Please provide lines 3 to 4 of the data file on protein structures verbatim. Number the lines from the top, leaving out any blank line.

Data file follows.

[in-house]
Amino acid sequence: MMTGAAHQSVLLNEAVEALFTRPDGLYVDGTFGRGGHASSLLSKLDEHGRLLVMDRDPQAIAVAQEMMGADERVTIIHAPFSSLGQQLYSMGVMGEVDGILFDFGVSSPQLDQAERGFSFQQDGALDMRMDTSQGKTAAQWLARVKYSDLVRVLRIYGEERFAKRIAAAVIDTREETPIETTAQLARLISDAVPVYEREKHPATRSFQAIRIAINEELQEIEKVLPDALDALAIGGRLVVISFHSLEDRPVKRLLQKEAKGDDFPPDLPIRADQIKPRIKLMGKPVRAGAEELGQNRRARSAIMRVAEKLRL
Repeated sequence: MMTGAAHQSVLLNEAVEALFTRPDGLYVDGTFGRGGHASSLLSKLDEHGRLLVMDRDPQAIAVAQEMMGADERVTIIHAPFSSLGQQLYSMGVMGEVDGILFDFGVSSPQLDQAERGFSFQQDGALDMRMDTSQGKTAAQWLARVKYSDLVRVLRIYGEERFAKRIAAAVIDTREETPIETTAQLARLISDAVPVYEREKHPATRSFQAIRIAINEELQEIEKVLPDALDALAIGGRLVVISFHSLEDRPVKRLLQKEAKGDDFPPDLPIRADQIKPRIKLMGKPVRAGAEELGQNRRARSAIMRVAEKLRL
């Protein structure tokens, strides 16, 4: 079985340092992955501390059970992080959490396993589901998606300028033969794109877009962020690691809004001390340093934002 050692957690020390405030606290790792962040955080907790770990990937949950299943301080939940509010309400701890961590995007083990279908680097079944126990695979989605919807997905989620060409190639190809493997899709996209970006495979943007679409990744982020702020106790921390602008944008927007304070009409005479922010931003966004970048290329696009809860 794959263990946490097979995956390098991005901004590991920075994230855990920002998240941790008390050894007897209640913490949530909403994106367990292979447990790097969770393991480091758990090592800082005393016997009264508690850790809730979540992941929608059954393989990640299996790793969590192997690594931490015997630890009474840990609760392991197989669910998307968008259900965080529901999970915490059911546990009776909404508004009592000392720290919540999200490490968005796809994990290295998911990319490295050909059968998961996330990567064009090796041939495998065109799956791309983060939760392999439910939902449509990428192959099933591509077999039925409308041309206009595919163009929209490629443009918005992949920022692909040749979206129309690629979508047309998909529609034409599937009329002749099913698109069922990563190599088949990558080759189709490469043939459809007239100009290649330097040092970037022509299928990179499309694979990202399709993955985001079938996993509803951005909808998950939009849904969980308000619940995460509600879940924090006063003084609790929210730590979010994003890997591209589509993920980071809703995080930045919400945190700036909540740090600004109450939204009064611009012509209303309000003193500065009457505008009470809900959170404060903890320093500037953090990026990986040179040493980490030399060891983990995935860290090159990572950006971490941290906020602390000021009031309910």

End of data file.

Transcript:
Repeated sequence: MMTGAAHQSVLLNEAVEALFTRPDGLYVDGTFGRGGHASSLLSKLDEHGRLLVMDRDPQAIAVAQEMMGADERVTIIHAPFSSLGQQLYSMGVMGEVDGILFDFGVSSPQLDQAERGFSFQQDGALDMRMDTSQGKTAAQWLARVKYSDLVRVLRIYGEERFAKRIAAAVIDTREETPIETTAQLARLISDAVPVYEREKHPATRSFQAIRIAINEELQEIEKVLPDALDALAIGGRLVVISFHSLEDRPVKRLLQKEAKGDDFPPDLPIRADQIKPRIKLMGKPVRAGAEELGQNRRARSAIMRVAEKLRL
């Protein structure tokens, strides 16, 4: 079985340092992955501390059970992080959490396993589901998606300028033969794109877009962020690691809004001390340093934002 050692957690020390405030606290790792962040955080907790770990990937949950299943301080939940509010309400701890961590995007083990279908680097079944126990695979989605919807997905989620060409190639190809493997899709996209970006495979943007679409990744982020702020106790921390602008944008927007304070009409005479922010931003966004970048290329696009809860 794959263990946490097979995956390098991005901004590991920075994230855990920002998240941790008390050894007897209640913490949530909403994106367990292979447990790097969770393991480091758990090592800082005393016997009264508690850790809730979540992941929608059954393989990640299996790793969590192997690594931490015997630890009474840990609760392991197989669910998307968008259900965080529901999970915490059911546990009776909404508004009592000392720290919540999200490490968005796809994990290295998911990319490295050909059968998961996330990567064009090796041939495998065109799956791309983060939760392999439910939902449509990428192959099933591509077999039925409308041309206009595919163009929209490629443009918005992949920022692909040749979206129309690629979508047309998909529609034409599937009329002749099913698109069922990563190599088949990558080759189709490469043939459809007239100009290649330097040092970037022509299928990179499309694979990202399709993955985001079938996993509803951005909808998950939009849904969980308000619940995460509600879940924090006063003084609790929210730590979010994003890997591209589509993920980071809703995080930045919400945190700036909540740090600004109450939204009064611009012509209303309000003193500065009457505008009470809900959170404060903890320093500037953090990026990986040179040493980490030399060891983990995935860290090159990572950006971490941290906020602390000021009031309910």